ram row = 12
ram column = 8
ram bank = 4

moduleburn DownloadMode = 2
moduleburn bDownloadFLS = 1
moduleburn bDownloadEEP = 1
moduleburn baudrate = 921600
moduleburn gpio_dtr = 85
moduleburn gpio_module_igt = 109
moduleburn gpio_module_reset = 87
moduleburn path_fls = LCG2.fls
moduleburn path_eep = LCG2.eep

fs start addr = 0x6c0000
fs reserver block = 64
fs nonfs reserve size = 4

partition count = 0

download_to_udisk count = 0

download_to_nand count = 3
download_to_nand1 = 0, Spring1M_bios.bin, 0x30500000, BIOS
download_to_nand2 = 0, Spring.bin, 0x30000000, MMI
download_to_nand3 = 0, AkResData.Bin, 0x0, RES

download_to_mtd count = 0

nand supported count = 0

If we take a look at that, our Spring1M_bios.bin starts off at C000
(bios start addr = 0xc0000)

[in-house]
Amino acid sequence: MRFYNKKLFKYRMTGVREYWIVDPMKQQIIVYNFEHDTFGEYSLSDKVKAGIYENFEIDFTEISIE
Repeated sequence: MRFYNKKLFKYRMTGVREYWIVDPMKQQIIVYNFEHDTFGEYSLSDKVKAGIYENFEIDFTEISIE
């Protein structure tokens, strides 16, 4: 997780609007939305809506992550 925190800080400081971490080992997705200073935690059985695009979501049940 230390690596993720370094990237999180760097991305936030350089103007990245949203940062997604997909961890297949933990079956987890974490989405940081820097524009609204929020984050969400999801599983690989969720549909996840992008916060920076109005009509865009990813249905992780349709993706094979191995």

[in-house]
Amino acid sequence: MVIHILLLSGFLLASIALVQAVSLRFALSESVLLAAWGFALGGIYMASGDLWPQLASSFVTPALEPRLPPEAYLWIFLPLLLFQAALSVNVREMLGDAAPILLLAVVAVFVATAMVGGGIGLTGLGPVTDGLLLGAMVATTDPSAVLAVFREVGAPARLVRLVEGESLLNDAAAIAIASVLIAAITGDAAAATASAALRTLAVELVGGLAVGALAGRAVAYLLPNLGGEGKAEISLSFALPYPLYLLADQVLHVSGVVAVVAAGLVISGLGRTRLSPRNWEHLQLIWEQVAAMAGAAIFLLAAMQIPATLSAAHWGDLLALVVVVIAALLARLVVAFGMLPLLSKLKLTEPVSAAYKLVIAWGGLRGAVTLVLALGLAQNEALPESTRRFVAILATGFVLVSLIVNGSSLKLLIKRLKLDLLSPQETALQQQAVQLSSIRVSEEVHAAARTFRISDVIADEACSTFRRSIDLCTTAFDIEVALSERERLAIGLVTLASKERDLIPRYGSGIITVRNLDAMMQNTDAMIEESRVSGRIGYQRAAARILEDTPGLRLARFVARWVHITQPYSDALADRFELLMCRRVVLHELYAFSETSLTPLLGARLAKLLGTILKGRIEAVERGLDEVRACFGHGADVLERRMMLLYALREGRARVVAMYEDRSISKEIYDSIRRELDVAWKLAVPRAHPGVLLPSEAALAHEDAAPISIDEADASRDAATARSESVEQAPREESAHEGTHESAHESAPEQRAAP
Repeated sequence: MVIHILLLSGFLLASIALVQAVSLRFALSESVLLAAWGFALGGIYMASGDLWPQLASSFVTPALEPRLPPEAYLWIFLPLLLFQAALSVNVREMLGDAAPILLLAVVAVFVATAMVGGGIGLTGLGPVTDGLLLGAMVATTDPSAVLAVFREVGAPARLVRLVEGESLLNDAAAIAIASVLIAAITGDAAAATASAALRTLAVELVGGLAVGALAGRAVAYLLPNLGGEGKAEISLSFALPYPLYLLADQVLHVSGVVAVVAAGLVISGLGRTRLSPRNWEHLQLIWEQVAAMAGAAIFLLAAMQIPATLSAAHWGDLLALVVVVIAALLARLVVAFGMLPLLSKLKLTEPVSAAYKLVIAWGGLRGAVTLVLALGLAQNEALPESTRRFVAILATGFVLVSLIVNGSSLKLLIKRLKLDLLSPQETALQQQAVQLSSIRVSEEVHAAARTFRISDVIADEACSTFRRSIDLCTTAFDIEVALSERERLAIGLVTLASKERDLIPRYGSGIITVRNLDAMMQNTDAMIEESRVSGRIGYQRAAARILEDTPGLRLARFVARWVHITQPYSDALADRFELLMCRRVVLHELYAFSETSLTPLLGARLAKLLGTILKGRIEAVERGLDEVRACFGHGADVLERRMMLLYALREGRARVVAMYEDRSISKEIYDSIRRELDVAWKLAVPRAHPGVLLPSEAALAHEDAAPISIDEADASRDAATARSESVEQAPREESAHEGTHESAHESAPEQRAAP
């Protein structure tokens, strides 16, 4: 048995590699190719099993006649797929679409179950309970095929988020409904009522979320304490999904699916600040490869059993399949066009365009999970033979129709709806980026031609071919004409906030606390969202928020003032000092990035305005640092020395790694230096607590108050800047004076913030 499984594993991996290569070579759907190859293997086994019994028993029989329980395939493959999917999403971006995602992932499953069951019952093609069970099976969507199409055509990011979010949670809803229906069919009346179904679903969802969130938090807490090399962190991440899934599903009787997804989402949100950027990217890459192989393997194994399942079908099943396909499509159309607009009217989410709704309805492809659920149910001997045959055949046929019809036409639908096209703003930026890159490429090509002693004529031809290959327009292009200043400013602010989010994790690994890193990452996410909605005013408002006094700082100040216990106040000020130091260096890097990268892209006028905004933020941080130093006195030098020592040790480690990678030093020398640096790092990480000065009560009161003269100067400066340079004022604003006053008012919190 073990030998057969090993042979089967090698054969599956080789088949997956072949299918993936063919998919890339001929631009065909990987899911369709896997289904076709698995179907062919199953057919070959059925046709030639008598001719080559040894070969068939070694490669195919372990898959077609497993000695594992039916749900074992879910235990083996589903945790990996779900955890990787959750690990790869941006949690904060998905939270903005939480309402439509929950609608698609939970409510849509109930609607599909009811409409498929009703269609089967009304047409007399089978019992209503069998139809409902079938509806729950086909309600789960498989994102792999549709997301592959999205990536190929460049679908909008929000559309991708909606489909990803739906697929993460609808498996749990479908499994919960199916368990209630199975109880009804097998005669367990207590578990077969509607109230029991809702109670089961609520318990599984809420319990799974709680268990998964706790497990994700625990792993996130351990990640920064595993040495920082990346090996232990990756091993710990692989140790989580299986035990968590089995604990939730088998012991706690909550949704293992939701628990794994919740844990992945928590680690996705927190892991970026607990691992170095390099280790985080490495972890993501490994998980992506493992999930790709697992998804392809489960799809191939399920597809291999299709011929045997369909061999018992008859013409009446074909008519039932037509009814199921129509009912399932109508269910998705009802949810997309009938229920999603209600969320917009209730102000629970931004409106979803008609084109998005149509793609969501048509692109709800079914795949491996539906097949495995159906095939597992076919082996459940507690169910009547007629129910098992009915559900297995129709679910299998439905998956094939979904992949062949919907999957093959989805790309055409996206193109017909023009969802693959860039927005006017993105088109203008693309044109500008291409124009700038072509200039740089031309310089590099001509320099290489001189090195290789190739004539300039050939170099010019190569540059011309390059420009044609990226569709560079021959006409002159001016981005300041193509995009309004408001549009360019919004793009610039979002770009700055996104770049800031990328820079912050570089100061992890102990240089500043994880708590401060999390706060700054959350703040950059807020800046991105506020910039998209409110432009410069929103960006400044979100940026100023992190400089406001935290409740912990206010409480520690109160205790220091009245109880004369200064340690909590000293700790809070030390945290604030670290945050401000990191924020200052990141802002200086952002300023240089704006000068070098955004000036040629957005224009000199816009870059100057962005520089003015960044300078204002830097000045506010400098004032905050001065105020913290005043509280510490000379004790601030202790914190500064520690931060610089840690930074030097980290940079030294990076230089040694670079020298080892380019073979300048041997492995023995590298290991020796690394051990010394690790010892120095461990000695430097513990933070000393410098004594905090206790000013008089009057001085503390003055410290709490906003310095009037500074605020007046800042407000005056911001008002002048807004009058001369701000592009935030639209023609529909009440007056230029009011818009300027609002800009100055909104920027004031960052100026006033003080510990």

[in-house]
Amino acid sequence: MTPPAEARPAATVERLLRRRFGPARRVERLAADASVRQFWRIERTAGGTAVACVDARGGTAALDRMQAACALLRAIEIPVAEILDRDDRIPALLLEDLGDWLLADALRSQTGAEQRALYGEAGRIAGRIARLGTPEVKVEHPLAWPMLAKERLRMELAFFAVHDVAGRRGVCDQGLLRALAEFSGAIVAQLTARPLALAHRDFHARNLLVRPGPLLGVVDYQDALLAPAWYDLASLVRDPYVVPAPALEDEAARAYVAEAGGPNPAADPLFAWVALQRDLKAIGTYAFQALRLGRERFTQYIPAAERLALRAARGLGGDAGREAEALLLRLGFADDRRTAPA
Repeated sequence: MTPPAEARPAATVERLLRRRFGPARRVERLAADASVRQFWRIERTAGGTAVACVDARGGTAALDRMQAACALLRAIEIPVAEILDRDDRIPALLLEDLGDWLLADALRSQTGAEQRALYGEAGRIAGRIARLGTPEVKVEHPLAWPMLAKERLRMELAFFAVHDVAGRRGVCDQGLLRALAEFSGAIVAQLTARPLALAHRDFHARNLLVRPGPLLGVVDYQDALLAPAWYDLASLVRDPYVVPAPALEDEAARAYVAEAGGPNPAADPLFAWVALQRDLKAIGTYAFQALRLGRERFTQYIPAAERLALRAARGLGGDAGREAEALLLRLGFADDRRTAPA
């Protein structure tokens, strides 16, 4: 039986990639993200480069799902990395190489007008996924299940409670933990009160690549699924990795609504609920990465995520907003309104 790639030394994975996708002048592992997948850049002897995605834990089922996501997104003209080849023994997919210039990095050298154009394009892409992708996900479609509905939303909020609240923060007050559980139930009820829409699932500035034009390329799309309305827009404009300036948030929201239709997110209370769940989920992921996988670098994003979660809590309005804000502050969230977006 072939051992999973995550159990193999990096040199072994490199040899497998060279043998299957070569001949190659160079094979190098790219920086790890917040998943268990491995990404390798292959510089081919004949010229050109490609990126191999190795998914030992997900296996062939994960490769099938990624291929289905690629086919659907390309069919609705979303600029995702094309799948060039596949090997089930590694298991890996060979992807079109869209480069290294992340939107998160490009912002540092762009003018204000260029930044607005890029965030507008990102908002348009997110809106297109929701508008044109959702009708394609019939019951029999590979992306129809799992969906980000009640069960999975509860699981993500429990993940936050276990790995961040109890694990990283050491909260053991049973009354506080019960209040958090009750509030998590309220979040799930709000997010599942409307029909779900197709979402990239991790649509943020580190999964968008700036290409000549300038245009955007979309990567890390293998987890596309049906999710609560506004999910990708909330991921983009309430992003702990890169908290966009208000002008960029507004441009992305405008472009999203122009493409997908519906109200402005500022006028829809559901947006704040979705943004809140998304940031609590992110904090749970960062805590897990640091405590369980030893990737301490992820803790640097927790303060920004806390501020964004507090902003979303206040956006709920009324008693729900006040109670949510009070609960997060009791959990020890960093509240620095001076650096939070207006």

(Deduct a 0 as we’re not offset by 0x300000000)

A look in a hex editor at that position shows:

Note the 32bit word value – 0xE1A0C00D

Thats classic ARM, so we _know_ its arm based…

romStart [0xe1a0c00d] mov r12,r13

Our next line of code is exactly the same as listed here http://code.google.com/p/milestone-overclock/wiki/Disassembly

e1a0c00d mov ip, sp
e92dd8f0 push {r4, r5, r6, r7, fp, ip, lr, pc}

So its looking like we can basically disassemble the code using arm-none-linux-gnueabi-objdump

I’ll leave that for another day, but with a bit more work we could compile our own code for this as we now have a good idea of the target cpu.

The next step would be to get into the bootloader or debug mode via USB, and see what can be seen.

Tools used:

0xED – http://www.suavetech.com/0xed/0xed.html
A nice fast and compact hex viewer for OSX.

strings – built into most *nix based systems.

Grey matter – Available to all, unused by many ;)

Now hopefully I can get back to the Webcam firmware stuff as I’ve been promising to do.